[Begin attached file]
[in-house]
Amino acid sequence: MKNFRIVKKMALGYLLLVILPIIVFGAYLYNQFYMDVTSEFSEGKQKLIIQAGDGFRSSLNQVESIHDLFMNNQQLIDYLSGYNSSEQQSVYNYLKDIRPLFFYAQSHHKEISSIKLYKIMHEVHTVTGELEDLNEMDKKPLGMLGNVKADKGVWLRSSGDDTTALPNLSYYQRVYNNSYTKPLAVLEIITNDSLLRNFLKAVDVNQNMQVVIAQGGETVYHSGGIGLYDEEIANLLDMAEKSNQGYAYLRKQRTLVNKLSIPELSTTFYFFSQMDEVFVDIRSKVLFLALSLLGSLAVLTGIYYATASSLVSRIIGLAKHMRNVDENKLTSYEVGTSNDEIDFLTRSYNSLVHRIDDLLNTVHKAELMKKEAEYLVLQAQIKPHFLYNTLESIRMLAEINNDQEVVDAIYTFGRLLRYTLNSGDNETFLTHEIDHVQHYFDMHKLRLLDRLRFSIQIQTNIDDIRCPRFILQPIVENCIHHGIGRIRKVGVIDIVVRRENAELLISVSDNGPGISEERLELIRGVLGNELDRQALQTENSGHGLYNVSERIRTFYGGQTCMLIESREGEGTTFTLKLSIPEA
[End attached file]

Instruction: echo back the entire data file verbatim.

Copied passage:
[in-house]
Amino acid sequence: MKNFRIVKKMALGYLLLVILPIIVFGAYLYNQFYMDVTSEFSEGKQKLIIQAGDGFRSSLNQVESIHDLFMNNQQLIDYLSGYNSSEQQSVYNYLKDIRPLFFYAQSHHKEISSIKLYKIMHEVHTVTGELEDLNEMDKKPLGMLGNVKADKGVWLRSSGDDTTALPNLSYYQRVYNNSYTKPLAVLEIITNDSLLRNFLKAVDVNQNMQVVIAQGGETVYHSGGIGLYDEEIANLLDMAEKSNQGYAYLRKQRTLVNKLSIPELSTTFYFFSQMDEVFVDIRSKVLFLALSLLGSLAVLTGIYYATASSLVSRIIGLAKHMRNVDENKLTSYEVGTSNDEIDFLTRSYNSLVHRIDDLLNTVHKAELMKKEAEYLVLQAQIKPHFLYNTLESIRMLAEINNDQEVVDAIYTFGRLLRYTLNSGDNETFLTHEIDHVQHYFDMHKLRLLDRLRFSIQIQTNIDDIRCPRFILQPIVENCIHHGIGRIRKVGVIDIVVRRENAELLISVSDNGPGISEERLELIRGVLGNELDRQALQTENSGHGLYNVSERIRTFYGGQTCMLIESREGEGTTFTLKLSIPEA